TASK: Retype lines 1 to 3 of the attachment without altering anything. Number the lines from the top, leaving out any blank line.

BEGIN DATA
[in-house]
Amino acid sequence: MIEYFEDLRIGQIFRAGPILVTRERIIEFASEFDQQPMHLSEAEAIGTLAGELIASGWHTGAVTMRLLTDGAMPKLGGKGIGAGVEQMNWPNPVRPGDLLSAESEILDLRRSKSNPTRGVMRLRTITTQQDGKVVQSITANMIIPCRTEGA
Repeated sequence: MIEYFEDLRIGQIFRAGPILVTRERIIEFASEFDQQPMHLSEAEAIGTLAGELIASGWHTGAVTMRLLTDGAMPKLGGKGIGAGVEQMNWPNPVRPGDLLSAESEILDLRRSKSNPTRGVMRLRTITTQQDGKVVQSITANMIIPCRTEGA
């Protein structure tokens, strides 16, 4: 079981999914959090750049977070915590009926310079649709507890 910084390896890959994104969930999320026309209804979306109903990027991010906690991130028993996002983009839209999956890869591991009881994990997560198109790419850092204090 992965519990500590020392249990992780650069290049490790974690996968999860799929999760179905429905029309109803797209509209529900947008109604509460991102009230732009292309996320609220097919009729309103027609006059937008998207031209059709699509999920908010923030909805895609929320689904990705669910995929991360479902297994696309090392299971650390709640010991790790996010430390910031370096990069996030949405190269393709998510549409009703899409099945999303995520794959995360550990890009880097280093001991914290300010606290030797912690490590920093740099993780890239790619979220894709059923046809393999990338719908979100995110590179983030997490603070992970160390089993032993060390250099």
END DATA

[in-house]
Amino acid sequence: MIEYFEDLRIGQIFRAGPILVTRERIIEFASEFDQQPMHLSEAEAIGTLAGELIASGWHTGAVTMRLLTDGAMPKLGGKGIGAGVEQMNWPNPVRPGDLLSAESEILDLRRSKSNPTRGVMRLRTITTQQDGKVVQSITANMIIPCRTEGA
Repeated sequence: MIEYFEDLRIGQIFRAGPILVTRERIIEFASEFDQQPMHLSEAEAIGTLAGELIASGWHTGAVTMRLLTDGAMPKLGGKGIGAGVEQMNWPNPVRPGDLLSAESEILDLRRSKSNPTRGVMRLRTITTQQDGKVVQSITANMIIPCRTEGA